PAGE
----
Arizona’s Disappearing Abortion Providers

It’s a simple political calculation: If you want to stop women from getting abortions and you can’t ban abortions outright, then limit the number of people qualified to provide them.

In Arizona, after clearing a legal hurdle in the Maricopa County Superior Court, a new law is poised to further obstruct access to abortion in the state. Passed in April, the legislation requires that a doctor perform every medical procedure tied to the termination of a pregnancy–including all pre- and post-operation procedures.

On the surface, this legislation sounds reasonable enough–why wouldn’t you want qualified professional handling your abortion? So goes the argument of the anti-abortion group backing the law, the Center for Arizona Policy.

However, Planned Parenthood Arizona, both a major medical provider and an abortion-rights advocate, says the law has little to do with protecting a woman’s health and a lot to do with limiting women’s overall access to abortions. Under the legislation, doctors are responsible for all the stages of pre- and post-abortion care, from determining the gestational age of the fetus to remaining on the hospital or clinic premises until the patient is ready to leave. According to Planned Parenthood Arizona, these restrictions are not medically necessary. Instead, they just create another medical bottleneck, limiting the number of qualified care providers and potentially forcing women to have abortions later in their pregnancies, which increases health risks.

While these provisions are newly-enacted, the law was originally passed ten years ago in the wake of an abortion-related death. Over the past decade, the law’s implementation was blocked by various legal challenges, and nurse practitioners continued to provide pre- and post-abortion care, as well as medical abortions (the administration of drug RU-486) and some early-term abortions. This past April, however, the state finally approved the legislation. Planned Parenthood filed an objection in October–but it was too late.

Ultimately, the judge refused to block the legislation based on Planned Parenthood’s late filing date, not on the merits of the group’s protest.

Planned Parenthood issued a statement against the court’s action:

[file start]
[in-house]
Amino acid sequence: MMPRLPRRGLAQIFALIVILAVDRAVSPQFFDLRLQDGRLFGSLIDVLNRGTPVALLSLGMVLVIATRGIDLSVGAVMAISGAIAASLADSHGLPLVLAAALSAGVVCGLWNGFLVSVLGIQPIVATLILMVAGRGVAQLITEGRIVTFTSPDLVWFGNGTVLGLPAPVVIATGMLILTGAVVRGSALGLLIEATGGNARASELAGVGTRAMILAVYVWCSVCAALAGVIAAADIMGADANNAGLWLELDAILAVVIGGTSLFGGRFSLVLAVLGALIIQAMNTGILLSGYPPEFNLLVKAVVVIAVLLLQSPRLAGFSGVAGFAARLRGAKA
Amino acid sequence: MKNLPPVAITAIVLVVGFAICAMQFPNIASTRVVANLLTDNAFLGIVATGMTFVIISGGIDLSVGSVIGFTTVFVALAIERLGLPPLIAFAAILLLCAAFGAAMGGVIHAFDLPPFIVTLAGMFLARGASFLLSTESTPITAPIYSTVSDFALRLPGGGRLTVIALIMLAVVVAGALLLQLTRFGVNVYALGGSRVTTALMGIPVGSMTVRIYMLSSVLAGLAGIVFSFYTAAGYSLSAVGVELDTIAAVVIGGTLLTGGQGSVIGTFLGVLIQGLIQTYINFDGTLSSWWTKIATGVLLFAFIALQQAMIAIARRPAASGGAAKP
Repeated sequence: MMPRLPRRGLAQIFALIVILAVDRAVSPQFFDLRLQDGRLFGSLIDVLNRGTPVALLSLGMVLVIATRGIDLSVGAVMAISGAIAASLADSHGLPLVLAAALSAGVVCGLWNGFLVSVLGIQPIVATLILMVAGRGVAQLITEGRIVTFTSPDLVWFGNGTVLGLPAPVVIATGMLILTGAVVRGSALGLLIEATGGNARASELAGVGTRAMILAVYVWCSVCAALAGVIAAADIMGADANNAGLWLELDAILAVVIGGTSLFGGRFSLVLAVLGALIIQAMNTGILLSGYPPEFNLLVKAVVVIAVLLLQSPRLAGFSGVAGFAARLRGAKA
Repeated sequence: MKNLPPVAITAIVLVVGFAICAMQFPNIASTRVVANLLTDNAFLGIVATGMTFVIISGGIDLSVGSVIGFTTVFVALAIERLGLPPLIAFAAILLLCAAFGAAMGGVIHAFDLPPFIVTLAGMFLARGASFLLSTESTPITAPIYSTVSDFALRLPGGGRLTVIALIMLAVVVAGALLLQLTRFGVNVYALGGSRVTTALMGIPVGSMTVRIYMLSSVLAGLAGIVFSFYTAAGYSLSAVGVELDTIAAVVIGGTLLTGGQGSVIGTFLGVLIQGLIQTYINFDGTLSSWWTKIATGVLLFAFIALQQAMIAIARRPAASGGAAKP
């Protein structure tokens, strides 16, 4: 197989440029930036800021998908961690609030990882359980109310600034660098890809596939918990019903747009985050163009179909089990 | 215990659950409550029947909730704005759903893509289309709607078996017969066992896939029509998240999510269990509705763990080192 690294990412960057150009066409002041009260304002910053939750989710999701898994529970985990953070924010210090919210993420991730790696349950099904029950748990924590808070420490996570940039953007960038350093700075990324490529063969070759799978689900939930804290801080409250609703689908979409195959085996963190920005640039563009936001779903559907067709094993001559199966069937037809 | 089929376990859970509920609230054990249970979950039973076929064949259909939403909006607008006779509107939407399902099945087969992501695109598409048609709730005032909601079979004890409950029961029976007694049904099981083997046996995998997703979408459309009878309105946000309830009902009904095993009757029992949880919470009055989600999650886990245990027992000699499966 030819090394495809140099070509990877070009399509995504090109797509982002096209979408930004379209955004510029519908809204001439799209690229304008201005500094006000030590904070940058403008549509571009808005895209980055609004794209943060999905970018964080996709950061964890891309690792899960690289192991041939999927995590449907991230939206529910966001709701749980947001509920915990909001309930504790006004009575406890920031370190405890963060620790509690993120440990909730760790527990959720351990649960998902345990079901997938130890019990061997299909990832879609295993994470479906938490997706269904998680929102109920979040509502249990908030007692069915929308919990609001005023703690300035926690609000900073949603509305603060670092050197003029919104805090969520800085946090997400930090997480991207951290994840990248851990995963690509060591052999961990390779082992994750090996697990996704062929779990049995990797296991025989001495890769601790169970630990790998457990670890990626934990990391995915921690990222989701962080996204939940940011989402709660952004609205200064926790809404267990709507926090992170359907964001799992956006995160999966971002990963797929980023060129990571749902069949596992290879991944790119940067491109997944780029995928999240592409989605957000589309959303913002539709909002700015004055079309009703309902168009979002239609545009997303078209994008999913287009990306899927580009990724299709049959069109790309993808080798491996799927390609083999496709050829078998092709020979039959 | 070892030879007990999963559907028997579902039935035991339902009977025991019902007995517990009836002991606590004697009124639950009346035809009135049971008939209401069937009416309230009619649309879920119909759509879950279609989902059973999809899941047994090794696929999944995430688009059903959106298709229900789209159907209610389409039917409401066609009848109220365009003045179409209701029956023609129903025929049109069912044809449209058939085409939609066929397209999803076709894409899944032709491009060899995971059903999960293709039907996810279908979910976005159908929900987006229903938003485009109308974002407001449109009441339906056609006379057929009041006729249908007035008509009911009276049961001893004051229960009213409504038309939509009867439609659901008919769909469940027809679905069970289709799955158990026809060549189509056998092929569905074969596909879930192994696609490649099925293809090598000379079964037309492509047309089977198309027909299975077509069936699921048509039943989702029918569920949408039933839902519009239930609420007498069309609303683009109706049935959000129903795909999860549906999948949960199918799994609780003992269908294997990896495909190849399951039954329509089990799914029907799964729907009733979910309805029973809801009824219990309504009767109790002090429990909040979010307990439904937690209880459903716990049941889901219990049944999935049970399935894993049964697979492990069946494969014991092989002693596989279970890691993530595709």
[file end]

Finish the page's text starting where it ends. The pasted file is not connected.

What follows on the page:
These laws will do nothing to make abortions safer but will end up making some women wait longer for an abortion because of the difficulty to find physicians who can fill in for specially trained, highly capable nurse practitioners.

Like other providers, Planned Parenthood is already short-staffed. Now the pool of medical personnel qualified to terminate pregnancies may dwindle further still. Ultimately, the legal right to an abortion means little when services are nowhere to be found in your community. According to the Guttmacher Institute’s research on abortion access nationwide:

  • In 2005, there were just 19 abortion providers in Arizona. This represents a 10 percent decrease from 2000, when there were 21 abortion providers.
  • In 2005, 87 percent of U.S. counties had no abortion provider. One-third of American women lived in these counties, which meant they would have to travel outside their county to obtain an abortion. Of women obtaining abortions in 2005, non-hospital providers estimate that 25 percent traveled at least 50 miles, and 8 percent traveled more than 100 miles.
  • In 2005, 73 percent of Arizona counties had no abortion provider. Sixteen percent of Arizona women lived in these counties. In the West census region, where Arizona is located, 18 percent of women having abortions traveled at least 50 miles, and 5 percent traveled more than 100 miles.

Imagine driving across the state to end an unwanted pregnancy, only to be told that the doctor is not in. Or imagine being the one who has to tell that woman to come back some other day–and then watch as she walks dejectedly out the clinic door.

Photo from Flickr user HPZ under Creative Commons 2.0.


Michelle Chen is a contributing editor at In These Times and associate editor at CultureStrike. She is also a coproducer of the Asia Pacific Forum radio show and studies history at the City University of New York Graduate Center.